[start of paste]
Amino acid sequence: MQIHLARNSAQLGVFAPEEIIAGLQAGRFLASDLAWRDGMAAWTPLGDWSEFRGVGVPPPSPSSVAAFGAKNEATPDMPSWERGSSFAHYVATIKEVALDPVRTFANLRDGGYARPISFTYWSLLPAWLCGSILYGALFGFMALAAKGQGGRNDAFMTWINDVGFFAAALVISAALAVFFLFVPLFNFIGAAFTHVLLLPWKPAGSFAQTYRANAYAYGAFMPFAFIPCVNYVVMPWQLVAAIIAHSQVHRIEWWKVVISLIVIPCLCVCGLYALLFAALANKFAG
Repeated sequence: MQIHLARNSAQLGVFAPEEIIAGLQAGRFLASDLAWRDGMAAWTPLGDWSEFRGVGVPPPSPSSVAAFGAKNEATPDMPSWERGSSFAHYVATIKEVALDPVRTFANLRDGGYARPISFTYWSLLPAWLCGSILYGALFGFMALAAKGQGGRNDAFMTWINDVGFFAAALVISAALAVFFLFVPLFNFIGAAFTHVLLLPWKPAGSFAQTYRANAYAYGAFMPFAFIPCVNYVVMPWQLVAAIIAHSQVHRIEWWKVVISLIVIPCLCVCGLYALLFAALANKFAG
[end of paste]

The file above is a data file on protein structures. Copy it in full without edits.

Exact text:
Amino acid sequence: MQIHLARNSAQLGVFAPEEIIAGLQAGRFLASDLAWRDGMAAWTPLGDWSEFRGVGVPPPSPSSVAAFGAKNEATPDMPSWERGSSFAHYVATIKEVALDPVRTFANLRDGGYARPISFTYWSLLPAWLCGSILYGALFGFMALAAKGQGGRNDAFMTWINDVGFFAAALVISAALAVFFLFVPLFNFIGAAFTHVLLLPWKPAGSFAQTYRANAYAYGAFMPFAFIPCVNYVVMPWQLVAAIIAHSQVHRIEWWKVVISLIVIPCLCVCGLYALLFAALANKFAG
Repeated sequence: MQIHLARNSAQLGVFAPEEIIAGLQAGRFLASDLAWRDGMAAWTPLGDWSEFRGVGVPPPSPSSVAAFGAKNEATPDMPSWERGSSFAHYVATIKEVALDPVRTFANLRDGGYARPISFTYWSLLPAWLCGSILYGALFGFMALAAKGQGGRNDAFMTWINDVGFFAAALVISAALAVFFLFVPLFNFIGAAFTHVLLLPWKPAGSFAQTYRANAYAYGAFMPFAFIPCVNYVVMPWQLVAAIIAHSQVHRIEWWKVVISLIVIPCLCVCGLYALLFAALANKFAG